Improving Employment Prospects for Former Prison Inmates: Challenges and Policy
This paper analyzes the employment prospects of former prison inmates and reviews recent evaluations of reentry programs that either aim to improve employment among the formerly incarcerated or aim to reduce recidivism through treatment interventions centered on employment. I present an empirical portrait of the U.S. prison population and prison releases using nationally representative survey data. I characterize the personal traits of state and federal prison inmates, including their level of educational attainment and age as well as the health and mental health issues that occur with high frequency among this population. I then turn to the demand side of this particular segment of the U.S. labor market. Using a 2003 survey of California establishments, I characterize employers' preferences with regards to hiring convicted felons into non-managerial, non-professional jobs, the degree to which employers check criminal history records, and the incidence of legal prohibitions against hiring convicted felons. I conduct multivariate analyses of the impact of checking criminal backgrounds on the likelihood of hiring workers of difference race/gender combinations, using legal prohibition against hiring felons as an instrument for checking. Finally, I review the research evidence evaluating programmatic efforts to improve employment prospects and reduce recidivism among former prison inmates.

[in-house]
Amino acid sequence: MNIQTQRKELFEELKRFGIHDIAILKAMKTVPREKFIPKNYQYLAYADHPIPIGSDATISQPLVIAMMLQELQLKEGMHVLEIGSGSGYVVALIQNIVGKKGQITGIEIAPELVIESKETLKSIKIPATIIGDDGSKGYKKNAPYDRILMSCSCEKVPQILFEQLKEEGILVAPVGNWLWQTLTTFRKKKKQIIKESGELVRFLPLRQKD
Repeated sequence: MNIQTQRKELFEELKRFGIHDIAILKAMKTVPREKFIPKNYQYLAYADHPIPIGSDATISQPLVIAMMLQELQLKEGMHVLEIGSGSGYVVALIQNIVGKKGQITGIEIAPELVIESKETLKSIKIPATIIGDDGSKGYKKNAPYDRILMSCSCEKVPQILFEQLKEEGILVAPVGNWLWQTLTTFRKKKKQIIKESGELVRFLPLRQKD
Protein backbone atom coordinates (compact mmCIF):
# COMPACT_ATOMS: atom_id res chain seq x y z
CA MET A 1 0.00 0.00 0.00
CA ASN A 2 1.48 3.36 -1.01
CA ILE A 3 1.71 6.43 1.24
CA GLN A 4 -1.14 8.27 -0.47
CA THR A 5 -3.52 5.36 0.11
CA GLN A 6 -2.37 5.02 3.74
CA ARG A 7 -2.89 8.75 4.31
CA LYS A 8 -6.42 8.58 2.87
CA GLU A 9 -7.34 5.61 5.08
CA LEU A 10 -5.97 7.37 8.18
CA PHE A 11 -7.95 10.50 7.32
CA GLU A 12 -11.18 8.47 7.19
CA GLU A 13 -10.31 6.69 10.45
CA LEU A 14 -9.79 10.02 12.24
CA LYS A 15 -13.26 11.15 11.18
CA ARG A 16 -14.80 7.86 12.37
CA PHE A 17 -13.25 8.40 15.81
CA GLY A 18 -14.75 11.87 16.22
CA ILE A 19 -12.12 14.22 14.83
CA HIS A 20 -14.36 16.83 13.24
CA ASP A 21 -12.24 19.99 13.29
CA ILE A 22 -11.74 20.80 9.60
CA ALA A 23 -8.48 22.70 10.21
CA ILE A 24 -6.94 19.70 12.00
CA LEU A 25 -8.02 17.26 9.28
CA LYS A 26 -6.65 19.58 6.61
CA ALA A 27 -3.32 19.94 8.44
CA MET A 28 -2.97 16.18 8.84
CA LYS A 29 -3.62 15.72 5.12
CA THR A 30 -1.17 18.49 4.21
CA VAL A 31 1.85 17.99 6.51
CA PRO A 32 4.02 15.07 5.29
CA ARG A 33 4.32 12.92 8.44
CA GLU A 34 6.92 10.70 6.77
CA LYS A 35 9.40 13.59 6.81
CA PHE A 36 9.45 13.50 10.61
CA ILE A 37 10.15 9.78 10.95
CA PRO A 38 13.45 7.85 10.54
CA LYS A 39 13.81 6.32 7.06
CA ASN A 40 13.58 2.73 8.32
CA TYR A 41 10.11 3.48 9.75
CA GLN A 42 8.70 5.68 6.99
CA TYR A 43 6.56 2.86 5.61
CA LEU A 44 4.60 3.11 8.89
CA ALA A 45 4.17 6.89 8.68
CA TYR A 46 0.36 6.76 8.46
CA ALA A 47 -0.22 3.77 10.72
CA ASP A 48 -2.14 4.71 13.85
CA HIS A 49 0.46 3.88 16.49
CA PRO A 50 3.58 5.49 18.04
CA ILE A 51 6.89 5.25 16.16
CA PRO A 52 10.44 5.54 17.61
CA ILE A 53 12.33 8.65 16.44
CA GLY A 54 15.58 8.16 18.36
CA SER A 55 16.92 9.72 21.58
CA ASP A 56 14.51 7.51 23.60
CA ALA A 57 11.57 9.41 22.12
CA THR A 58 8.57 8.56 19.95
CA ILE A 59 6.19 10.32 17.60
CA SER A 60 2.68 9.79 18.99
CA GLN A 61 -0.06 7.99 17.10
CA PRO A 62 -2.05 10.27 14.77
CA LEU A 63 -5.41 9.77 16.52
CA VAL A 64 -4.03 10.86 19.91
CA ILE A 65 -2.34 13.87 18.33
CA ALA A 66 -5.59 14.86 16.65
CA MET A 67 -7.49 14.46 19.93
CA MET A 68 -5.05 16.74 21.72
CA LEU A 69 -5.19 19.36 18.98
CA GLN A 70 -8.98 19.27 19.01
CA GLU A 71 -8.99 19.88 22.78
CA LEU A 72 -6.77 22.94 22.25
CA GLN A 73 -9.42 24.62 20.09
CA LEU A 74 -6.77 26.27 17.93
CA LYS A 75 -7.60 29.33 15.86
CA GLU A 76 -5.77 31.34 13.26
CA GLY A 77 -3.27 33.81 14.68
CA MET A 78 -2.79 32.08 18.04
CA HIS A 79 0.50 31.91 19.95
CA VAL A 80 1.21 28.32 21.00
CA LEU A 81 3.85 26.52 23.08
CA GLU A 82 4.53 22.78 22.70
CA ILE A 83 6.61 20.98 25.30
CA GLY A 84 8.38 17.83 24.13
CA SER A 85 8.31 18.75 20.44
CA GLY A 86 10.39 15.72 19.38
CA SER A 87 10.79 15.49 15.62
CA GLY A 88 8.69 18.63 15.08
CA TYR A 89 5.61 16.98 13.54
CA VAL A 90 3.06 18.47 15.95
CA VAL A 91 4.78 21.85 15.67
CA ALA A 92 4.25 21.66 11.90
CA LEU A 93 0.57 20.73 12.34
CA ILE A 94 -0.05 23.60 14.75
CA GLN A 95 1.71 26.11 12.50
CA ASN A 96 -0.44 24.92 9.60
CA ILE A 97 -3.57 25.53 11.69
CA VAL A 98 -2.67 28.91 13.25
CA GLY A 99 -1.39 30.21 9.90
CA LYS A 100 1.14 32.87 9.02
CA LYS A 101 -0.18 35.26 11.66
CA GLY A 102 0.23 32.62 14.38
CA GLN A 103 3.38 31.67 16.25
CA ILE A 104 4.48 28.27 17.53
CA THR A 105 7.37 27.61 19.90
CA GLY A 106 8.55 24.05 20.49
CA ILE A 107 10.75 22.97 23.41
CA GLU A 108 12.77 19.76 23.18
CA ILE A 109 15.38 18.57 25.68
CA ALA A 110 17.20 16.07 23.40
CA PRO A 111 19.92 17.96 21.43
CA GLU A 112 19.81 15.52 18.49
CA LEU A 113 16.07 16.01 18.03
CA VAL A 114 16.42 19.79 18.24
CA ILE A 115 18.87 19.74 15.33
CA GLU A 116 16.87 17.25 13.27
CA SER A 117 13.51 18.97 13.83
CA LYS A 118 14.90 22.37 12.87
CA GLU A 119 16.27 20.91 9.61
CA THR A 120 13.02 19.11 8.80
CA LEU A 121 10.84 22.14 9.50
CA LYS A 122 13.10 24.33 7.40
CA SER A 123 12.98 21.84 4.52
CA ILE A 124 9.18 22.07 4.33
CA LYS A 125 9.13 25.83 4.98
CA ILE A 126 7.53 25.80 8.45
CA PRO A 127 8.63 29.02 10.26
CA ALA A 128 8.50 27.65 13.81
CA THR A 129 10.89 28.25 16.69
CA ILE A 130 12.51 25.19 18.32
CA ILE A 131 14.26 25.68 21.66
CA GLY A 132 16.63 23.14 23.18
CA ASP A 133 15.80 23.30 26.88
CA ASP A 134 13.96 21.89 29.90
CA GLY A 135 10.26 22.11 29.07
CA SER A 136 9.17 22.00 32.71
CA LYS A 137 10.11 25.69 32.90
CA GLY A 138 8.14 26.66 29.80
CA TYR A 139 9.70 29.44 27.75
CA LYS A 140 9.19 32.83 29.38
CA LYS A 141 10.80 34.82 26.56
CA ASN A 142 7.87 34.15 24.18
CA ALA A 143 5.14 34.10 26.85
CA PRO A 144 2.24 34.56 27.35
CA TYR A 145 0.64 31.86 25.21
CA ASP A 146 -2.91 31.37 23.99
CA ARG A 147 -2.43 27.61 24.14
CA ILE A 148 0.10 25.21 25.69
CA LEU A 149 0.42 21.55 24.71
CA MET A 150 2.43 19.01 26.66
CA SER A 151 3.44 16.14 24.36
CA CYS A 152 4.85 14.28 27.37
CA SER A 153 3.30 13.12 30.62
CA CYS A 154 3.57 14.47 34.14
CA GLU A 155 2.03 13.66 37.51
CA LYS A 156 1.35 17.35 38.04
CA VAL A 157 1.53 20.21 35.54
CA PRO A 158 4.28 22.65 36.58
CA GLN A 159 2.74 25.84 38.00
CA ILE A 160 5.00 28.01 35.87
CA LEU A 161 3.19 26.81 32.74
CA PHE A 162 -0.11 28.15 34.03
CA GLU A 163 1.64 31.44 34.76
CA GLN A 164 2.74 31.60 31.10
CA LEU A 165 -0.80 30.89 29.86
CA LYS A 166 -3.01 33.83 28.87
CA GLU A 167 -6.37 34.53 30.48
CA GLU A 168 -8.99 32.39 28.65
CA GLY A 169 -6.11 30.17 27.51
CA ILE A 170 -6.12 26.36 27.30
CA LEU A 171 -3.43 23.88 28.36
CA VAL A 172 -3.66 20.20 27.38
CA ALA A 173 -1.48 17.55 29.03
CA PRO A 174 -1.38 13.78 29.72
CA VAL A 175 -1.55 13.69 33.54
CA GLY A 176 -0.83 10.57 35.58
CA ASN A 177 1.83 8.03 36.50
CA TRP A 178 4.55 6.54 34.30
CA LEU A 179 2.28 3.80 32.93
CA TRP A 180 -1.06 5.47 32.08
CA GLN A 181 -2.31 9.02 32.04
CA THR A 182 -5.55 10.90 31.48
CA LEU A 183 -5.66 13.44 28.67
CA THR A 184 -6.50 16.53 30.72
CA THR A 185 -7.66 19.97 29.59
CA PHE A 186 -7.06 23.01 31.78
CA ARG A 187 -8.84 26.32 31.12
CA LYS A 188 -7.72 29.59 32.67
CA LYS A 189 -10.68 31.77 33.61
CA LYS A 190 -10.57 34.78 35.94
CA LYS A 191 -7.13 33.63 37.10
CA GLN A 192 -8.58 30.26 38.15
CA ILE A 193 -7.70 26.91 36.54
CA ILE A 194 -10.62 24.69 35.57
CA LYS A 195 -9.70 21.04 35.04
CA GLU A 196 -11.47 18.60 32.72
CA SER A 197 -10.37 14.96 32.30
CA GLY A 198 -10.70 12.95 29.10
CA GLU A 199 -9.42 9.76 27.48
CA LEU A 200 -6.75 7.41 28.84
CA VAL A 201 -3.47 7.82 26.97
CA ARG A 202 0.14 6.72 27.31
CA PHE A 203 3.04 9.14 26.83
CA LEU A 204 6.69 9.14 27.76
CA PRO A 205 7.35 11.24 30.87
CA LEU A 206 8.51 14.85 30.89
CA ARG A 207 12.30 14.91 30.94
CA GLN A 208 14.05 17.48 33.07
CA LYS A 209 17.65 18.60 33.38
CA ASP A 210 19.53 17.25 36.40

This paper has benefited greatly from the input of Phil Cook, Jens Ludwig, Justin McCrary and Jeffrey Smith. The views expressed herein are those of the author and do not necessarily reflect the views of the National Bureau of Economic Research.
Improving Employment Prospects for Former Prison Inmates: Challenges and Policy, Steven Raphael. in Controlling Crime: Strategies and Tradeoffs, Cook, Ludwig, and McCrary. 2011